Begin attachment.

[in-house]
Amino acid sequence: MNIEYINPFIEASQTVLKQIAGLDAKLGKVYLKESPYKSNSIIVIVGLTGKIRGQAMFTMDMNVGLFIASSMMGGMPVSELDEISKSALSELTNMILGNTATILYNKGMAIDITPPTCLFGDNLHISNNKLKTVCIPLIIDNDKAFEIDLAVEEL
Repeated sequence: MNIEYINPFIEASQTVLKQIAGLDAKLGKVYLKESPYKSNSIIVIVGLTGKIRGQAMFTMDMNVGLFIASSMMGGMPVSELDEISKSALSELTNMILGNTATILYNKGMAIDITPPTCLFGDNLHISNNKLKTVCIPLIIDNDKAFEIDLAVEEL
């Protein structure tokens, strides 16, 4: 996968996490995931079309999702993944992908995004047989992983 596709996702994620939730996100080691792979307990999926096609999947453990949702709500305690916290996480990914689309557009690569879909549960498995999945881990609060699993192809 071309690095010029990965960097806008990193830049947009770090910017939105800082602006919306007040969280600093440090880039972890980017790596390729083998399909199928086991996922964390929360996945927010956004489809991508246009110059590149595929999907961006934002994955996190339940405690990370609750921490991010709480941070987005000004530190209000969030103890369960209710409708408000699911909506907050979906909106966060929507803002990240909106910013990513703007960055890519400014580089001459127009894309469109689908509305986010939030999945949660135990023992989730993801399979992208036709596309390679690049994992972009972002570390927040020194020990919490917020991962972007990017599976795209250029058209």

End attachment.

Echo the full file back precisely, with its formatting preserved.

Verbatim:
[in-house]
Amino acid sequence: MNIEYINPFIEASQTVLKQIAGLDAKLGKVYLKESPYKSNSIIVIVGLTGKIRGQAMFTMDMNVGLFIASSMMGGMPVSELDEISKSALSELTNMILGNTATILYNKGMAIDITPPTCLFGDNLHISNNKLKTVCIPLIIDNDKAFEIDLAVEEL
Repeated sequence: MNIEYINPFIEASQTVLKQIAGLDAKLGKVYLKESPYKSNSIIVIVGLTGKIRGQAMFTMDMNVGLFIASSMMGGMPVSELDEISKSALSELTNMILGNTATILYNKGMAIDITPPTCLFGDNLHISNNKLKTVCIPLIIDNDKAFEIDLAVEEL
């Protein structure tokens, strides 16, 4: 996968996490995931079309999702993944992908995004047989992983 596709996702994620939730996100080691792979307990999926096609999947453990949702709500305690916290996480990914689309557009690569879909549960498995999945881990609060699993192809 071309690095010029990965960097806008990193830049947009770090910017939105800082602006919306007040969280600093440090880039972890980017790596390729083998399909199928086991996922964390929360996945927010956004489809991508246009110059590149595929999907961006934002994955996190339940405690990370609750921490991010709480941070987005000004530190209000969030103890369960209710409708408000699911909506907050979906909106966060929507803002990240909106910013990513703007960055890519400014580089001459127009894309469109689908509305986010939030999945949660135990023992989730993801399979992208036709596309390679690049994992972009972002570390927040020194020990919490917020991962972007990017599976795209250029058209």